Quick-cooking instant ramen and rice noodles are also popular, as is doubling up on two types (usually sweet potato and wheat). I also love mung bean thread (“cellophane”) noodles in hotpot for their springiness and fine width.
Selecting Ingredients for Malatang
The foundation of malatang is in quick-cooking add-ins, unlike regular hotpot. The goal for malatang is generally to eat it asap, while hotpot is a group event that can last hours. So hotpot naturally features a much wider range of ingredients, including things that take longer to cook.
On the contrary, at-home malatang generally entails readily available pantry and produce options (hence the Spam—think budae-jjigae). Some popular ingredients do require pre-soaking (and parboiling, in the case of wood ear fungus), but the hands-on prep takes under a minute. Moreover, since malatang is eaten as a one-pot meal, there are no dipping sauces necessary. Add everything into the pot and garnish at the end!
- Ready-made hotpot broth, like this one from Chengdu’s famous Liu Po brand. With a great hotpot base on hand, all you need is water. Note that just like with hotpot, the oil broth is not made for sipping.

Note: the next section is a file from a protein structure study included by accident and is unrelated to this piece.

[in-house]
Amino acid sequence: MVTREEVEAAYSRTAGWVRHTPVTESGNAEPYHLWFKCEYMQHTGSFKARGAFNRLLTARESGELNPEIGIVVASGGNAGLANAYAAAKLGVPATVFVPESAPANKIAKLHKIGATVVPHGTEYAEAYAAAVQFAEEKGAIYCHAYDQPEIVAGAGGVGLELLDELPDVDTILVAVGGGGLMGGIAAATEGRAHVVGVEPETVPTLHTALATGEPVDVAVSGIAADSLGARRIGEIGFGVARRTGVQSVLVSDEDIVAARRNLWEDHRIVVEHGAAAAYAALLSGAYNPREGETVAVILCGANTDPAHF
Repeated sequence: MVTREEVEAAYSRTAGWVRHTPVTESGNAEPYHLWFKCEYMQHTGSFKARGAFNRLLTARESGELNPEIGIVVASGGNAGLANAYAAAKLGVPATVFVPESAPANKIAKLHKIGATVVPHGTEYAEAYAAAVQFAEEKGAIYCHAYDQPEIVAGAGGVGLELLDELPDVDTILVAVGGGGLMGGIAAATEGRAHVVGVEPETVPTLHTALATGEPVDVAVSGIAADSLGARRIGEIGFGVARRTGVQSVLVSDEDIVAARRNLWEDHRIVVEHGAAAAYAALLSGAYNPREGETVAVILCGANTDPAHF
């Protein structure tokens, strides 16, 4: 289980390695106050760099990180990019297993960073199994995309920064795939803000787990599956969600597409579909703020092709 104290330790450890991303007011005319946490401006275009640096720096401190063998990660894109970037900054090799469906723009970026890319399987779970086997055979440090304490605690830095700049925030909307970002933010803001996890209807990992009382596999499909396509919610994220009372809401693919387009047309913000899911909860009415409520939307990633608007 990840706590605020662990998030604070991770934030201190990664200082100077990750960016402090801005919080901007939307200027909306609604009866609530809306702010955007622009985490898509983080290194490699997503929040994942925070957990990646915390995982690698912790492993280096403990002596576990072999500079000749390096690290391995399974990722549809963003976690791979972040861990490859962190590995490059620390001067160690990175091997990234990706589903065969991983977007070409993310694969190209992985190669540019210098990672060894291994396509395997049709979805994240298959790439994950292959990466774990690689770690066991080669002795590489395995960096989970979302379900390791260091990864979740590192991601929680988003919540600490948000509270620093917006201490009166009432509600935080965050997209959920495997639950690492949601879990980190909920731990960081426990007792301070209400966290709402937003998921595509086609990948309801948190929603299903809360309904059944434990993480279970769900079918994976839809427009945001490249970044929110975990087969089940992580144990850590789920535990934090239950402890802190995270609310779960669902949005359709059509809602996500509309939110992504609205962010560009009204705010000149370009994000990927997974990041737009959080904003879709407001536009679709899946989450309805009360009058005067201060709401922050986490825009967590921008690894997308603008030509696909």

- Greens, veggies and mushrooms are the base of a great malatang. Veggies soak up flavor and provide textural interest, adding variety to the frozen fish/meat balls, soy puffs, sliced meats and canned Spam that are otherwise meaty staples of malatang and hotpot. If you have access to an Asian market, baby bok choy, yu choy, Chinese cabbage, pea tips, waxy potatoes, wood ear fungus, fresh shiitake and enoki mushrooms are my top picks. In a pinch, any grocery store will carry Napa cabbage, romaine lettuce, spinach, yellow potatoes and crimini mushrooms. Feel free to use whatever tender leafy greens and yummy veggies you can scrounge up. I particularly loved the Caraflex cabbage in this malatang.
- Tofu/tofu skin/beancurd products: Yes, this deserves its own category! Fresh tofu is a great, commonly available supermarket choice to make this dish more plant-based. But Chinese people especially love the range of dried tofu skin/frozen beancurd products: flat sheets of dried tofu skin you can slice into tagliatelle/pappardelle widths, cylindrical logs/sticks, flatter strips like the ones I used above, knots, fried tofu puffs, frozen tofu, the list goes on. It’s chewy and firm and light and a great way to add more variety to hotpot, especially for vegetarians.
- Meats: Believe it or not, this is the time for Spam, hams and even hot dogs to shine. Add whatever is on hand—the sliced meats and frozen fishballs here were leftover from a previous hotpot. Frozen/pre-cooked meats reign here because you can toss in only what you need, assuming you had it on hand already.
- Topping: I add garlic paste, sesame paste, crushed roasted peanut and cilantro leaves.